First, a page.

University President Mary Sue Coleman was named the first female president of the University of Michigan in 2002. At the time when she announced her retirement last April, seven of her 12 executive officers were female as well.

While this combination brings the University to the forefront of changing gender demographics in higher education, Coleman does not define her presidency by this milestone.

“I think these jobs are very hard and I think they are equally hard for men and women,” Coleman said. “When I look at some of my colleagues I don’t think there is a female way of being a president and a male way. I think there is much more commonality and more differences individual to individual then there is across gender roles.”

In a 2008 speech to the Women as Global Leaders conference at Zayed University in Dubai, Coleman said there has been drastic change over the last 40 years in the influence of women leaders.

“I am proud to have been the first woman to lead the University of Iowa, and now the University of Michigan; I believe my leadership helps open the doors for women at other universities,” she said.

According to the American Council on Education, in 1986, only ten percent of university presidents were female. Today, that number has risen to 26 percent.

Lucie Lapovsky, the former president of Mercy College and the current president of Higher Education Resource Services, an organization dedicated women’s leadership, said the number of women presidents increases around one percent every two years.

“It is really hard to pinpoint exactly what it is, but statistically there is something wrong in the system,” Lapovsky said. “There is no reason that there aren’t 50 percent women presidents. We have more college degrees and equal amount of doctorate degrees.”

University Provost Martha Pollack attributed the fewer number of women in top leadership roles to a “pipeline effect.”

“I think overall, historically, there have been more men in academia than women and so then of course there is a pipeline issue as you move into administration roles, you are drawing from the faculty,” Pollack said.

Coleman broke new ground in 2002 when she began her tenure as the University’s first female president. Today though, her status as a female leader is not particularly unusual among other Big Ten Universities.

Sally Mason succeeded Coleman as president of the University of Iowa, Lou Anna Simon is the president of Michigan State University, Rebecca Blank is the chancellor of the University of Wisconsin-Madison and Phyllis Wise is the chancellor of the University of Illinois.

In the University’s administration, Coleman created a strong executive team not by looking for gender, but by judging ability.

“I have had great men provosts and I have had great women provosts,” Coleman said. “I have had men and women in all those positions. What you try to do is try to pick the best person. You don’t look and say I have got to have a woman for this position. You never do that.”

The trend of female empowerment is increasing in other fields outside of academia, as well.

When recently appointed General Motors CEO Mary Barra was selected as this year’s spring commencement speaker, Coleman said Barra likely doesn’t define herself as General Motors’ first female leader.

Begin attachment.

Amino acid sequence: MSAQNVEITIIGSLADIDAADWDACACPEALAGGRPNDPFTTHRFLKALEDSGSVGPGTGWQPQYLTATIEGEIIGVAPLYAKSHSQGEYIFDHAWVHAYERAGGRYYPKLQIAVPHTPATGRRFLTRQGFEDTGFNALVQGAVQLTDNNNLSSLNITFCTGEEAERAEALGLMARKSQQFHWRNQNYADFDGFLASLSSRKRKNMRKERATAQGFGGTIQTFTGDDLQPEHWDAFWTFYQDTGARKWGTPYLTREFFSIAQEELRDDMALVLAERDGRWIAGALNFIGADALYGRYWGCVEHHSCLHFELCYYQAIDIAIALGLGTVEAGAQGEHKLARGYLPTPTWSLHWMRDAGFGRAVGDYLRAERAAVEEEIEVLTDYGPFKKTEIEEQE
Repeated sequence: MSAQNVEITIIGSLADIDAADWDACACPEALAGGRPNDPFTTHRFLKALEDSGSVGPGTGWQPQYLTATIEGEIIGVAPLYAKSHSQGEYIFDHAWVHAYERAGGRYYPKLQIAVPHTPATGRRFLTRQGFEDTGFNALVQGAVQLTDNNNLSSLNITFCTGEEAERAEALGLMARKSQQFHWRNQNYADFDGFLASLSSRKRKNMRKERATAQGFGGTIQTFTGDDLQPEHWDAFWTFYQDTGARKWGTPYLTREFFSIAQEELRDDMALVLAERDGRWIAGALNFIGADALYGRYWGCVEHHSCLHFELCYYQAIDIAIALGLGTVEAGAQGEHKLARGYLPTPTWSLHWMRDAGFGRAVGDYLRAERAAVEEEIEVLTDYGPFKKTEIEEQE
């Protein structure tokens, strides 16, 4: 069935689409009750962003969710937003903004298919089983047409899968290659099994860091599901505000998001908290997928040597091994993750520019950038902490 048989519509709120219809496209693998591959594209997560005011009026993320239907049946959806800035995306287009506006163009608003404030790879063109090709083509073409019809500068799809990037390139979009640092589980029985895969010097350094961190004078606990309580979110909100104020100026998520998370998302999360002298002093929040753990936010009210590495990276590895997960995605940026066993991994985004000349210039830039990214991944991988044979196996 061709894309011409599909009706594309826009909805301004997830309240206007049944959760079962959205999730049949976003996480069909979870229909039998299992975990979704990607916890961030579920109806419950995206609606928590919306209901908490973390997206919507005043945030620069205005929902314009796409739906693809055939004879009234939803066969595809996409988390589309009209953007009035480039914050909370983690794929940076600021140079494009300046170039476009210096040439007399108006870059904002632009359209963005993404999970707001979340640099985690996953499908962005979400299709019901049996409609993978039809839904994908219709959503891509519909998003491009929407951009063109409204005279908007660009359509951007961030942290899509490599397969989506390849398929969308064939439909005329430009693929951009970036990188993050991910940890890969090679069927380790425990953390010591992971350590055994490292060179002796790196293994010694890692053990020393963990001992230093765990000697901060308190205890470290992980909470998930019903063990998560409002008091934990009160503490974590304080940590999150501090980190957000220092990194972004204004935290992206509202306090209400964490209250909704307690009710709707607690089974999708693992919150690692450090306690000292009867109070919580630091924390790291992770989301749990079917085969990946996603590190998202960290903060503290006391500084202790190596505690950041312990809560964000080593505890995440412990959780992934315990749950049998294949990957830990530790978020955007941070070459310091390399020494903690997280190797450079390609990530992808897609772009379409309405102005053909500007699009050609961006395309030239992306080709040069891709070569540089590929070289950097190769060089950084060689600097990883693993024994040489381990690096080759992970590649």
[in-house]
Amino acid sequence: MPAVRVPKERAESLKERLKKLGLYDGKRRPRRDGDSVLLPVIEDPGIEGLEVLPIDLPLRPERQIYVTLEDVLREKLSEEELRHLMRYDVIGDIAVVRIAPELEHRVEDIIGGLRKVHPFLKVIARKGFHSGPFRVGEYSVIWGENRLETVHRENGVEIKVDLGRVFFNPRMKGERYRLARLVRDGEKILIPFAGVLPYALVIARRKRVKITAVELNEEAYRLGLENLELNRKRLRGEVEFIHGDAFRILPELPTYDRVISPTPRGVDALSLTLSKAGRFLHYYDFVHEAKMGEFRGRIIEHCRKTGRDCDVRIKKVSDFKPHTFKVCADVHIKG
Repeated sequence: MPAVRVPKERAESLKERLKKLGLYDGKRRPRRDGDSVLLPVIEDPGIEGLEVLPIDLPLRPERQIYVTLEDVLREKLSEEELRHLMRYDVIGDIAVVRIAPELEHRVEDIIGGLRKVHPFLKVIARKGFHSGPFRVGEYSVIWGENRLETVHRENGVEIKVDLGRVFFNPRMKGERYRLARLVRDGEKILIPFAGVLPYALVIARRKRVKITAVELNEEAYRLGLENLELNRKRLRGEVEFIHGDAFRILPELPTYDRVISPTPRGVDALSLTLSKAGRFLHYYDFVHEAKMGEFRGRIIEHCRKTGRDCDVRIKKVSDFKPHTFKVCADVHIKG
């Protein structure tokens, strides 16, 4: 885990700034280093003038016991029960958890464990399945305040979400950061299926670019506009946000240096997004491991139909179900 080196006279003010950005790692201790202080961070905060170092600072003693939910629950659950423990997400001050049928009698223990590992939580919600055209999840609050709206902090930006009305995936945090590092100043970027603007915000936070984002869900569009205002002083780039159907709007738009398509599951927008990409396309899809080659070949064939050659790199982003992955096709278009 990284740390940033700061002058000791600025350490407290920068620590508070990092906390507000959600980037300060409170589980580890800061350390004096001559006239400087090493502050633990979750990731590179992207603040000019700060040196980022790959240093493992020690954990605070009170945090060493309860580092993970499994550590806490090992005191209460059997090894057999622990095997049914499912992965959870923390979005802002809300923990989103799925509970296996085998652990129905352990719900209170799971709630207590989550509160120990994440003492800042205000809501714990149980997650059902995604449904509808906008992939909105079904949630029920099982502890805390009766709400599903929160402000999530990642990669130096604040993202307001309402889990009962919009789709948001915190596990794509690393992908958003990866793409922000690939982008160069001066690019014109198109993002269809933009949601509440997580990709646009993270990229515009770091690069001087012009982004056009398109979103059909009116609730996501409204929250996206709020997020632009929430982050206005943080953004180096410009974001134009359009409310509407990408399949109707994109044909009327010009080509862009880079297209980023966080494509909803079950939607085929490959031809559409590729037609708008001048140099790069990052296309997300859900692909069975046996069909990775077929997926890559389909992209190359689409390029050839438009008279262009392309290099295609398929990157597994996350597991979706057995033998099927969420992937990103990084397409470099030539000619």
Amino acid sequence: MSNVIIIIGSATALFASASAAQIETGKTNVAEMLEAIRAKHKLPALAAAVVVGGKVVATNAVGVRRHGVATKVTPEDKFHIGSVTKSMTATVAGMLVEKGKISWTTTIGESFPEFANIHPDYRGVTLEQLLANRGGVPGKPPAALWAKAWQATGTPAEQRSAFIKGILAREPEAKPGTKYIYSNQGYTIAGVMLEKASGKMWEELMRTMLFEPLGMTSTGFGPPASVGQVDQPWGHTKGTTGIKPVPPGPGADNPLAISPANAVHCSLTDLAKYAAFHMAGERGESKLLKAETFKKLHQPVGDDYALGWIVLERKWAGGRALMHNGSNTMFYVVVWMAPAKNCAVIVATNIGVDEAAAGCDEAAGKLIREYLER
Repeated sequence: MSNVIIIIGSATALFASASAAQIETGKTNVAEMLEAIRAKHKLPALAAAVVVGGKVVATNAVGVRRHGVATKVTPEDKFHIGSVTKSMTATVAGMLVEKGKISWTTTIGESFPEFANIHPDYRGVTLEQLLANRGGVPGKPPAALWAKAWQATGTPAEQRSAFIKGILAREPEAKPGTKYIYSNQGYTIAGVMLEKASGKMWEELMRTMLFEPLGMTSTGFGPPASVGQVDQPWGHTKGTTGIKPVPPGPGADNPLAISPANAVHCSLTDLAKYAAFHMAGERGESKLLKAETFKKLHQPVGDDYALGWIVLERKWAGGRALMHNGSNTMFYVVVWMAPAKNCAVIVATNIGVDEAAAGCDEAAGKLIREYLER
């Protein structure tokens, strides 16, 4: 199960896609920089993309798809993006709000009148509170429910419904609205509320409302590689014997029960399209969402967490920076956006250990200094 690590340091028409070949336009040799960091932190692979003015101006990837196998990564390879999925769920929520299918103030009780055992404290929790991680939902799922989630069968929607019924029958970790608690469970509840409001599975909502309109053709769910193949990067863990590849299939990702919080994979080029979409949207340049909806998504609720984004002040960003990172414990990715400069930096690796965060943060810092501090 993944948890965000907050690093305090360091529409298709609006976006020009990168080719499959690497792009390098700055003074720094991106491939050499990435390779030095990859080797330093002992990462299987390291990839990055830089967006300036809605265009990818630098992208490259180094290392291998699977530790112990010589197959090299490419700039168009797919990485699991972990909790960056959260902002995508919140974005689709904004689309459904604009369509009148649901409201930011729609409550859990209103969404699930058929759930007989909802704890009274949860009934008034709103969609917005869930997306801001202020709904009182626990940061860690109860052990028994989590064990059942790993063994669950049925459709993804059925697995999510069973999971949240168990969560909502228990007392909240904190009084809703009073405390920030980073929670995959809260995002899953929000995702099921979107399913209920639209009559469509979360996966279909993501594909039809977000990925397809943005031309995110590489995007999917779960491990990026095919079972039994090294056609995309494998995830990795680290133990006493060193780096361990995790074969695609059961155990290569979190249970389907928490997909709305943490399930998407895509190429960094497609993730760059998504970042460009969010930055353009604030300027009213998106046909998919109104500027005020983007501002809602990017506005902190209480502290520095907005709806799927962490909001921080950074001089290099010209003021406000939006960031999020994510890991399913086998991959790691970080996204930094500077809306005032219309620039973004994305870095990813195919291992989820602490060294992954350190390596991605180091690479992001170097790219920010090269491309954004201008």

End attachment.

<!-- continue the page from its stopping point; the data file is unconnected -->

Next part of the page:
“I know she probably downplays the symbolism of the role, but I do think it’s significant,” Coleman said in a March interview with The Michigan Daily.

Moreover, the landscape is changing at the University. E. Royster Harper, vice president for student life, worked with four male presidents before Coleman’s arrival.

“There has been something easier, in some ways, about understanding complexity when I have been working with women,” Harper said. “I think it is because they just get human development, and the ways in which students develop, in a fundamentally different way.”

Harper said despite the growing number of women in leadership roles, gender continues to influence perceptions.

“What your social identity is plays a role in how you lead and how people receive you as leading,” Harper said.

In Coleman’s 2008 speech in Dubai, she acknowledged that the decisions of female leaders are often viewed through a gendered lens, but is also rooted in the general scrutiny received by men and women assuming a presidency.

“Whether I am defending our policies or trying to hire a new football coach, I am subject to the most outrageous e-mails, letters and commentary on radio talk shows,” Coleman said. “I am ‘stupid’ … ‘ignorant’ … ‘unable to appreciate sports’ because I am a woman … and profanities I won’t repeat.”

Cynthia Wilbanks, vice president for government relations, attributed the high number of female officers to the types of role models women have at the University, as well as programs through entities such as the University’s Center for the Education of Women.

“I see an enormous sensitivity and outreach to develop leadership for both men and women,” Wilbanks said. “But I think there have been very specific programs developed to support women who seek leadership roles.”

Lisa Rudgers, vice president for global initiatives and strategic communications, credited colleagues such as Harper and Wilbanks for paving the way.

“I have never felt there were any barriers because I am a women executive officer, but I credit that in a large measure to those who came before me and who shoulders I stand upon,” she said.

Coleman said is encouraged by the fact that currently many more provosts and deans are women, providing increased opportunities to assume leadership roles.

“I think what has brought opportunity for women is simply being in the pool and being considered,” Coleman said. “They still have to be the best. No one is going to give you a job just because you are male or female, these days. I think Schlissel will view it the same way.”

Leave a comment

Your email address will not be published.